But is "standard deviation" a bad measure?
Do we make seriously bad judgements if we look at standard deviation, if what we are interested in is maximum drawdown?
To answer this, I'm going to try a simple experiment. Off the top of my head, I'm going to list a few funds/ETFs and ticker symbols in various categories, I'm going to choose ones that go back at least to 1/2007, and I'm going to use PortfolioVisualizer to give me the standard deviation and max drawdown for each one, and plot the two measures of risk against each other.
Here are my topofthehead choices. Any others?
GLD (gold ETF)
PCRIX (commodities fund)
VTSMX (total stock)
DFSTX (small cap value fund)
ULPIX (2X dailyleveraged S&P 500 fund)
FNMIX (EM bond fund)
VEIEX (emerging markets)
VGTSX (global exUS, international stocks)
FJPNX (Fidelity Japan fund)
VBMFX (Vanguard Total Bond)
VWEHX (junk bonds)
LMVTX (Legg Mason Value Trust, oncelegendary active fund)
COIN (Bitcoin ETF)  just kidding
"CASHX" (PortfolioVisualizer's "ticker symbol" for onemonth Treasury bills)
Dec 2004  Dec 2017
Standard deviation, max drawdown
St. dev. Max drawdown
CASHX 0.50% 0.00%
VBMFX 3.22% 3.99%
VWEHX 8.19% 28.90%
FNMIX 9.59% 26.04%
VTSMX 14.18% 50.89%
VJPNX 16.80% 54.96%
VGTSX 17.65% 58.50%
LMVTX 18.04% 68.91%
GLD 18.21% 42.91%
DFSTX 18.79% 55.02%
PCRIX 19.87% 63.49%
VEIEX 22.29% 62.70%
ULPIX 27.79% 81.36%
And here's the result.
The two points that are a bit off the main sequence are GLD (lower drawdown relative to standard deviation) and LMVTX (Legg Mason fund, higher drawdown relative to standard deviation).
That's a 92% correlation coefficient.
That's about as close to a perfect linear relationship as you're ever likely to see in investing data, and to me what it says is that even if maximum drawdown is a better proxy for psychological risk, the relationship between standard deviation and max. drawdown is so close that standard deviation is a perfectly good measure. To find out if you have a fever, purists may prefer rectal temperature, but temperature by mouth is a very good substitute.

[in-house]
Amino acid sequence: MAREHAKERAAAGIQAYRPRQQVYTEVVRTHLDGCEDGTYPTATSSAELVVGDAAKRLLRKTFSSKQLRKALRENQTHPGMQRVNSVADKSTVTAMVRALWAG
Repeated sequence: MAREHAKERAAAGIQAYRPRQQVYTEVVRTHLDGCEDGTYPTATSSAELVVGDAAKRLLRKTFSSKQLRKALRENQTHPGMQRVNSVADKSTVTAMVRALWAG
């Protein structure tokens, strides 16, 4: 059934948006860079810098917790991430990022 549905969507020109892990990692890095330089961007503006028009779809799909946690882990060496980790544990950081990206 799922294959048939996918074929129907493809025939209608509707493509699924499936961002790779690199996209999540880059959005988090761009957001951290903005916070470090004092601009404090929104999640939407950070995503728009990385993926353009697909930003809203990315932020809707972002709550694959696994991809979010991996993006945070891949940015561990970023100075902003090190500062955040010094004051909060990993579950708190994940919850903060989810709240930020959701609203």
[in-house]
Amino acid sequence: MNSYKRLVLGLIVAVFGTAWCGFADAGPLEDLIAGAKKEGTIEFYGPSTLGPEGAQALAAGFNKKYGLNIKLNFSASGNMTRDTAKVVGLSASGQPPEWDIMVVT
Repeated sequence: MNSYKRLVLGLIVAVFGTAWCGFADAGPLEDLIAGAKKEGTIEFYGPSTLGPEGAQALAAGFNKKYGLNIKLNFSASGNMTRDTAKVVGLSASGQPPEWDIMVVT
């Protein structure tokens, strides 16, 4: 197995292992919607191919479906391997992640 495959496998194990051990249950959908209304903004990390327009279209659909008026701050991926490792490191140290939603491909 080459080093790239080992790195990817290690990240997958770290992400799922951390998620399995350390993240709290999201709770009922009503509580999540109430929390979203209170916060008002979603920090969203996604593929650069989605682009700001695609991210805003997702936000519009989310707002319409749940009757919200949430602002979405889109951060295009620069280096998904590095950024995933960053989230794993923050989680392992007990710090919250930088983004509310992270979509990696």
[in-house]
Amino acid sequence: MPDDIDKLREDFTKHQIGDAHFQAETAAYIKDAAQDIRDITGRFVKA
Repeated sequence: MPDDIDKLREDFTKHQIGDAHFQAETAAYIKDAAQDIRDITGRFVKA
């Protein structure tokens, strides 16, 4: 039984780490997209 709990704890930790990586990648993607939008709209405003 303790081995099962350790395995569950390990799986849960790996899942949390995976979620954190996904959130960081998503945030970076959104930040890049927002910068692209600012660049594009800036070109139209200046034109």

Provisionally, I think standard deviation is a perfectly reasonable measure of "risk."
I think that there is a lot of deliberate obfuscation surrounding the word risk, and that very likely a more thorough examination would show that, regardless of conceptual differences, most measures of "risk" are pretty closely correlated; risk is risk.
But is "standard deviation" a bad measure?
Do we make seriously bad judgements if we look at standard deviation, if what we are interested in is maximum drawdown?
To answer this, I'm going to try a simple experiment. Off the top of my head, I'm going to list a few funds/ETFs and ticker symbols in various categories, I'm going to choose ones that go back at least to 1/2007, and I'm going to use PortfolioVisualizer to give me the standard deviation and max drawdown for each one, and plot the two measures of risk against each other.
Here are my topofthehead choices. Any others?
GLD (gold ETF)
PCRIX (commodities fund)
VTSMX (total stock)
DFSTX (small cap value fund)
ULPIX (2X dailyleveraged S&P 500 fund)
FNMIX (EM bond fund)
VEIEX (emerging markets)
VGTSX (global exUS, international stocks)
FJPNX (Fidelity Japan fund)
VBMFX (Vanguard Total Bond)
VWEHX (junk bonds)
LMVTX (Legg Mason Value Trust, oncelegendary active fund)
COIN (Bitcoin ETF)  just kidding
"CASHX" (PortfolioVisualizer's "ticker symbol" for onemonth Treasury bills)
Dec 2004  Dec 2017
Standard deviation, max drawdown
St. dev. Max drawdown
CASHX 0.50% 0.00%
VBMFX 3.22% 3.99%
VWEHX 8.19% 28.90%
FNMIX 9.59% 26.04%
VTSMX 14.18% 50.89%
VJPNX 16.80% 54.96%
VGTSX 17.65% 58.50%
LMVTX 18.04% 68.91%
GLD 18.21% 42.91%
DFSTX 18.79% 55.02%
PCRIX 19.87% 63.49%
VEIEX 22.29% 62.70%
ULPIX 27.79% 81.36%
And here's the result.
The two points that are a bit off the main sequence are GLD (lower drawdown relative to standard deviation) and LMVTX (Legg Mason fund, higher drawdown relative to standard deviation).
That's a 92% correlation coefficient.
That's about as close to a perfect linear relationship as you're ever likely to see in investing data, and to me what it says is that even if maximum drawdown is a better proxy for psychological risk, the relationship between standard deviation and max. drawdown is so close that standard deviation is a perfectly good measure. To find out if you have a fever, purists may prefer rectal temperature, but temperature by mouth is a very good substitute.